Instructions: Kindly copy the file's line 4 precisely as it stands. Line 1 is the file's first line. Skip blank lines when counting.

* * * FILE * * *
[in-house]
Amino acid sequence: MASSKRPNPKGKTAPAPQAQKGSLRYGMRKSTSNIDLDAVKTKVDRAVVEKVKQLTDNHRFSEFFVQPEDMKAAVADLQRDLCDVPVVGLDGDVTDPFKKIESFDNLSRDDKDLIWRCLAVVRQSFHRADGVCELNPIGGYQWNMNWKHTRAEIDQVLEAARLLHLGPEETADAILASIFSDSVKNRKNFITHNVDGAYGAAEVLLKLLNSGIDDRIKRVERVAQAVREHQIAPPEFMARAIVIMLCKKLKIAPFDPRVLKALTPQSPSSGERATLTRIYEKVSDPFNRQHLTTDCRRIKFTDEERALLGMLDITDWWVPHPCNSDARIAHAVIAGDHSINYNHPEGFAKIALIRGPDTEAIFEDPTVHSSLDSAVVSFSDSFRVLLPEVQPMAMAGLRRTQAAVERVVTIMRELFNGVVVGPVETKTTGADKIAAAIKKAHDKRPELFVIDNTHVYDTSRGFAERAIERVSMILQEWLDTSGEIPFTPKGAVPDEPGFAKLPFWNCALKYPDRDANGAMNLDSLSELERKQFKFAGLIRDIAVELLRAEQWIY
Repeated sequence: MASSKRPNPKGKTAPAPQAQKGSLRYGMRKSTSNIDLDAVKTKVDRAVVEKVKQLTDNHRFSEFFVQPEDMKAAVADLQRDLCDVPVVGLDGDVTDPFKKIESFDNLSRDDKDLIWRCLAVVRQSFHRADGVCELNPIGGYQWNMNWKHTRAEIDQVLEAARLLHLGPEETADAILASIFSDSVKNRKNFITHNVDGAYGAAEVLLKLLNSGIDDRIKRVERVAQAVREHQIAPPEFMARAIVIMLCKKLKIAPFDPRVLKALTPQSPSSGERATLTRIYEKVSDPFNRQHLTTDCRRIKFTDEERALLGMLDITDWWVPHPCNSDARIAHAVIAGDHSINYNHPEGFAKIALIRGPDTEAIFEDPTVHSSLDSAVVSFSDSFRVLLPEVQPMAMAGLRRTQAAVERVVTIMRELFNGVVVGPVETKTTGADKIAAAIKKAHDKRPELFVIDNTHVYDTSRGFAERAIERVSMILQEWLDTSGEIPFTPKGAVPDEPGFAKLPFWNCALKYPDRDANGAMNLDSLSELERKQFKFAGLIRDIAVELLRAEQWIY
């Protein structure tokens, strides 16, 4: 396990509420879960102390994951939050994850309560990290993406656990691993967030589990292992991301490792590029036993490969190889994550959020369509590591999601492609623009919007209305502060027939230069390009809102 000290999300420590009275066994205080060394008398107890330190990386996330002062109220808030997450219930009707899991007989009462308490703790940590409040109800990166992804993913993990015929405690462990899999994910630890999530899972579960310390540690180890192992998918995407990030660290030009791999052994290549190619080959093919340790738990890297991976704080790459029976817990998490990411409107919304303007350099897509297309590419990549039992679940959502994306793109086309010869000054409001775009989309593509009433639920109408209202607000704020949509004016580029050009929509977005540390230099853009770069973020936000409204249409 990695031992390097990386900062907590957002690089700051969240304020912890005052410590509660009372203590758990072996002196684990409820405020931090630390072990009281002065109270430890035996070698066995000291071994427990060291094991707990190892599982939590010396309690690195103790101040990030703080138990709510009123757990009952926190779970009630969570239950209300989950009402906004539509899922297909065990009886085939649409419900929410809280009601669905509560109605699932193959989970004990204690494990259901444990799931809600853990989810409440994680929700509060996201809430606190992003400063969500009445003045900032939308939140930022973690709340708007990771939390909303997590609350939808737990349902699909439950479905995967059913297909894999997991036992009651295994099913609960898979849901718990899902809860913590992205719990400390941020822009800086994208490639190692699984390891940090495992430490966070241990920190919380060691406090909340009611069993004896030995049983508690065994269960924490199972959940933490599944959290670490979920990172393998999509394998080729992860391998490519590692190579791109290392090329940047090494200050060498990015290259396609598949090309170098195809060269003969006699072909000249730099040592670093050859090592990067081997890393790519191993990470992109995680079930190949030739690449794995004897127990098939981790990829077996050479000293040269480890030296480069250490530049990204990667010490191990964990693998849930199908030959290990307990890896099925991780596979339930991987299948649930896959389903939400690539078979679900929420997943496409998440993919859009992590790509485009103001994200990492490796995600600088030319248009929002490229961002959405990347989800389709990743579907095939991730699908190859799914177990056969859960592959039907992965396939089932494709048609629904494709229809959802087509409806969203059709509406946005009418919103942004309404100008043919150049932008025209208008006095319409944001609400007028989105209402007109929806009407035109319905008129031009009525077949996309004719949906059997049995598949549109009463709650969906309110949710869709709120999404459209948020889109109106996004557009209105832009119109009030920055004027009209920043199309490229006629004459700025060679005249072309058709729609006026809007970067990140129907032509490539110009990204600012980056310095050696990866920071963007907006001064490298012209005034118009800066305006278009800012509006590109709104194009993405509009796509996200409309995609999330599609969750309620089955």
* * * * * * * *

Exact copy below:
């Protein structure tokens, strides 16, 4: 396990509420879960102390994951939050994850309560990290993406656990691993967030589990292992991301490792590029036993490969190889994550959020369509590591999601492609623009919007209305502060027939230069390009809102 000290999300420590009275066994205080060394008398107890330190990386996330002062109220808030997450219930009707899991007989009462308490703790940590409040109800990166992804993913993990015929405690462990899999994910630890999530899972579960310390540690180890192992998918995407990030660290030009791999052994290549190619080959093919340790738990890297991976704080790459029976817990998490990411409107919304303007350099897509297309590419990549039992679940959502994306793109086309010869000054409001775009989309593509009433639920109408209202607000704020949509004016580029050009929509977005540390230099853009770069973020936000409204249409 990695031992390097990386900062907590957002690089700051969240304020912890005052410590509660009372203590758990072996002196684990409820405020931090630390072990009281002065109270430890035996070698066995000291071994427990060291094991707990190892599982939590010396309690690195103790101040990030703080138990709510009123757990009952926190779970009630969570239950209300989950009402906004539509899922297909065990009886085939649409419900929410809280009601669905509560109605699932193959989970004990204690494990259901444990799931809600853990989810409440994680929700509060996201809430606190992003400063969500009445003045900032939308939140930022973690709340708007990771939390909303997590609350939808737990349902699909439950479905995967059913297909894999997991036992009651295994099913609960898979849901718990899902809860913590992205719990400390941020822009800086994208490639190692699984390891940090495992430490966070241990920190919380060691406090909340009611069993004896030995049983508690065994269960924490199972959940933490599944959290670490979920990172393998999509394998080729992860391998490519590692190579791109290392090329940047090494200050060498990015290259396609598949090309170098195809060269003969006699072909000249730099040592670093050859090592990067081997890393790519191993990470992109995680079930190949030739690449794995004897127990098939981790990829077996050479000293040269480890030296480069250490530049990204990667010490191990964990693998849930199908030959290990307990890896099925991780596979339930991987299948649930896959389903939400690539078979679900929420997943496409998440993919859009992590790509485009103001994200990492490796995600600088030319248009929002490229961002959405990347989800389709990743579907095939991730699908190859799914177990056969859960592959039907992965396939089932494709048609629904494709229809959802087509409806969203059709509406946005009418919103942004309404100008043919150049932008025209208008006095319409944001609400007028989105209402007109929806009407035109319905008129031009009525077949996309004719949906059997049995598949549109009463709650969906309110949710869709709120999404459209948020889109109106996004557009209105832009119109009030920055004027009209920043199309490229006629004459700025060679005249072309058709729609006026809007970067990140129907032509490539110009990204600012980056310095050696990866920071963007907006001064490298012209005034118009800066305006278009800012509006590109709104194009993405509009796509996200409309995609999330599609969750309620089955």